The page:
Potentials and levels for the electrification of space heating in buildings (ElecHeat)

Climate change is one of the greatest challenges of our time. Therefore, the EU is committed to decarbonising the energy sector, including heating and cooling (H&C) in buildings and industry, to arrive at a net-zero greenhouse gas emissions economy by 2050. 

This project aims to analyse the possible levels of electrification of heating, covering both direct electrification via renewable electricity and indirect electrification via hydrogen and e-fuels produced from renewable electricity. It proposes cost-effective levels of those in comparison with possible renewable alternatives. Moreover, the required legal and regulatory framework is examined. 

Heating and Cooling (H&C) is the single most important demand sector in Europe. It accounts for about 50% of the European total final energy consumption. At the same time, around 75% of H&C is still based on fossil fuels.

Electrification is often seen as one of the main solutions for the decarbonisation of H&C. In many studies, the future energy system is characterized by a strong coupling and integration of the electricity and the H&C sectors. The key objective of sector coupling is to find effective ways to reach the EU emission targets at low costs and on time. The opportunities of using existing infrastructures and providing energy for different end-uses very efficiently are seen as major merits of sector coupling.







To contribute to the decarbonisation of the energy system, this project analyses the effects of electrification of space and water heating in buildings. The objective of the project is to analyse the possible levels of electrification of heating and its impact on the related demand for renewable electricity production, hydrogen production and electrolyser capacities, synthetic e-fuels, grid infrastructures, building upgrades and changes in heating equipment. The project covers both direct electrification via direct use of renewable electricity for heating and indirect electrification via hydrogen and e-fuels produced from renewable electricity. By way of quantitative modelling of scenarios, the project aims to propose cost-effective levels of different mixed ways of electrification of space and water heating. Moreover, this project discusses needed changes in the legal and regulatory framework to achieve the targets set by the EU.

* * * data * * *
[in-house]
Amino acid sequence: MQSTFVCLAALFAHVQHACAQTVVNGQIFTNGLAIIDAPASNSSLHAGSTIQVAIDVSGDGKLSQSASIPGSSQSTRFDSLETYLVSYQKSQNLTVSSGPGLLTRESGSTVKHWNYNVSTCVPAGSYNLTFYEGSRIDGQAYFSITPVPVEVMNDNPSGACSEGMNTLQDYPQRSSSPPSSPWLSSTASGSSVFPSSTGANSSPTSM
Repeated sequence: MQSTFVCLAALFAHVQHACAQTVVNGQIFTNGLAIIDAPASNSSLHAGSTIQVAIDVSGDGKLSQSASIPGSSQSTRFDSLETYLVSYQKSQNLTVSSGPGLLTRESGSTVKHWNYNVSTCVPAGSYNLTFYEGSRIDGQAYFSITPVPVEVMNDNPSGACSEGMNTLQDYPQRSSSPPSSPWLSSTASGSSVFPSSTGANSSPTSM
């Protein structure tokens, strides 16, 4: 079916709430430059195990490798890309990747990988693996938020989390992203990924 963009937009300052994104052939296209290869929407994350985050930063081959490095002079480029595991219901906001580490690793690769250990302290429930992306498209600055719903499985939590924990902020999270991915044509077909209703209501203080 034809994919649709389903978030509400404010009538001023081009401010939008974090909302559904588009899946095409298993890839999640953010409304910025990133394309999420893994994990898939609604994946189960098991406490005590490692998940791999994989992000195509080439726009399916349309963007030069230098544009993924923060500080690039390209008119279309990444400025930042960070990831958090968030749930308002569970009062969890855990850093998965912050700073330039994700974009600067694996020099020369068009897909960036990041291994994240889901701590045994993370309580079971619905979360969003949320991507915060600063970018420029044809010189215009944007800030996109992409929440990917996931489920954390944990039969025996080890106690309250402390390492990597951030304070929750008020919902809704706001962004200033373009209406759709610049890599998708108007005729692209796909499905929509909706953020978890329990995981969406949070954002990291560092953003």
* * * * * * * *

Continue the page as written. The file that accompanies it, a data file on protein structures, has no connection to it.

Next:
As a project partner, Fraunhofer ISI focuses on the modelling of the electricity and district heating sector with the energy system model Enertile. Furthermore, Fraunhofer ISI works on the policy recommendations for the legal and regulatory framework required for the realisation of the cost-effective scenario.


The objectives and foreseen results of the project are listed and described in the following:

  • Establish model-based scenarios of the space and water heating sector up to 2050 allowing an assessment of these scenarios in terms of costs, investment needs, infrastructure requirements, primary energy use, benefits regarding greenhouse gas reduction and energy savings. The starting point is the establishment of a baseline. This is followed by a series of technology-focused decarbonisation scenarios for the cases of (1) direct electrification of heating, (2) indirect electrification of heating through renewable hydrogen and (3) indirect electrification of heating through the supply of heating from synthetic methane (e-gas) and synthetic e-liquids.
  • Compare the different technology-focused decarbonisation scenarios for renewable heat supply options with each other and develop a best-case (optimal) scenario.
  • Derive recommendations to remove barriers to and implement measures needed to realise the recommended cost-effective scenario.
  • Organise a stakeholder consultation workshop.
  • The results are foreseen to be published in 2023 in a final report.


from November 2020 to July 2022


  • European Commission, DG ENER


  • Consentec (project coordinator)
  • Technical University of Vienna
  • e-think energy research GmbH
  • REKK
  • Fraunhofer ISI